Fiscal Rules Can Help Improve Fiscal Performance
Manmohan S. Kumar, Emanuele Baldacci, and Andrea Schaechter
IMF Fiscal Affairs Department
December 22, 2009
- Fiscal rules can help strengthen public finances
- Financial crisis has strained fiscal rules, with several countries modifying or suspending them
- Countries with large consolidation needs could design and announce rules now; implementation might need to wait
The use of fiscal rules has been generally associated with improved fiscal performance and more successful fiscal consolidations, although the current financial crisis has strained fiscal rules, says a new study by the IMF’s Fiscal Affairs Department.
The study, “Fiscal Rules—Anchoring Expectations for Sustainable Public Finances,” which was discussed by the IMF’s Executive Board in early December as part of the institution’s ongoing analytical research on economic strategies to be adopted after the crisis, argues that fiscal rules can play an important role in helping to strengthen public finances, support fiscal consolidation, and ensure debt sustainability.
In recent years, an increasing number of countries—especially emerging market and low-income economies—have relied on fiscal rules to guide policy. Fiscal rules are numerical targets on fiscal aggregates (the budget balance, public debt, expenditure, or revenue) that are expected to be in place over a long period. Rules aim to correct distorted incentives in policy making, in particular governments’ tendencies to shortsightedness in light of election cycles and competing demands from special interest groups, by binding policy makers to medium-term objectives.
Fiscal rules globally
Fiscal rules have become more common in recent years. Based on a new database spanning the entire Fund membership, 80 countries had national and/or supranational rules in place as of early 2009 (see box). Of these, 21 are advanced economies, 33 emerging markets, and 26 low-income economies. In contrast, in 1990, only seven countries had fiscal rules.
About the database
The new database compiled by IMF staff spans the whole Fund membership and identifies 80 advanced, emerging, and low-income economies with fiscal rules. Data cover national (but not subnational) as well as supranational rules.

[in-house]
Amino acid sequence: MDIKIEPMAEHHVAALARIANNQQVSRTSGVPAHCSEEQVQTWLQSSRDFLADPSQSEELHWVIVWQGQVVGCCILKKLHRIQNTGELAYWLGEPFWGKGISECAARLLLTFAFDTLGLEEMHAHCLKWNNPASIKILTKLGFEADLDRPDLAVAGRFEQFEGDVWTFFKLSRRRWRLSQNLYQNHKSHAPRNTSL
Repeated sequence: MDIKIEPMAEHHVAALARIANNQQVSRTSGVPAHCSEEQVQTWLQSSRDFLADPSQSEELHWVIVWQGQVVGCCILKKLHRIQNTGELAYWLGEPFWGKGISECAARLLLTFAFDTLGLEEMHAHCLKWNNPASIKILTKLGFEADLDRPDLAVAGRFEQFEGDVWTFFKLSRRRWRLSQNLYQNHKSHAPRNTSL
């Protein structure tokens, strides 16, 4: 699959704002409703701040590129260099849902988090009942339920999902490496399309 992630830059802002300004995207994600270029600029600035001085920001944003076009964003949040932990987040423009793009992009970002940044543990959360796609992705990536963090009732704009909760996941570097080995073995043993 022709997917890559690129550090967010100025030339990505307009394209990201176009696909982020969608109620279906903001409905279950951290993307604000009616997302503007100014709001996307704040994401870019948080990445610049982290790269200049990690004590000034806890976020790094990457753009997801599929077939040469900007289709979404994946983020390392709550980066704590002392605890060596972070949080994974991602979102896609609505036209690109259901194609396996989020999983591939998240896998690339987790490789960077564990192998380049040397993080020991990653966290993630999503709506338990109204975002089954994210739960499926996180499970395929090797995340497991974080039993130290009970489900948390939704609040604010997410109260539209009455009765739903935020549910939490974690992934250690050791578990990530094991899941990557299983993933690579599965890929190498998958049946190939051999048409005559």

The database was compiled on the basis of responses to questionnaires by IMF area departments, an assessment of national fiscal framework legislation, the European Commission’s “Domestic Fiscal Governance Database” for EU countries, and information provided by country authorities. The data cover several dimensions of fiscal rules, such as legal origin of rules, numerical targets and year of adoption, coverage of fiscal aggregates, and the flexibility to respond to shocks.
An index of strength of fiscal rules was also constructed. The index represents the strength of various rules’ dimensions, including coverage, enforcement, flexibility, and supporting procedures.
The rapid expansion over the past decade reflects the adoption of national rules, particularly in Europe and Latin America, as well as the institution of rules embodied in supranational treaties (such as the Stability and Growth Pact in Europe, the West African Economic and Monetary Union, and the Central African Economic and Monetary Community).
According to the study, rules most commonly target the budget balance and government debt. This reflects countries’ preferences for rules with a close link to fiscal sustainability. However, use of expenditure rules has recently increased. In combination with budget balance or debt rules, this may indicate a preference for fiscal adjustment to be implemented by containing or reducing the size of government.
Most fiscal rules had wide coverage and applied either to the general or central government. In countries with strong decentralized structures, strict targets at the regional or local level contributed to anchoring general government budgetary performance and thereby to the success of large fiscal adjustments.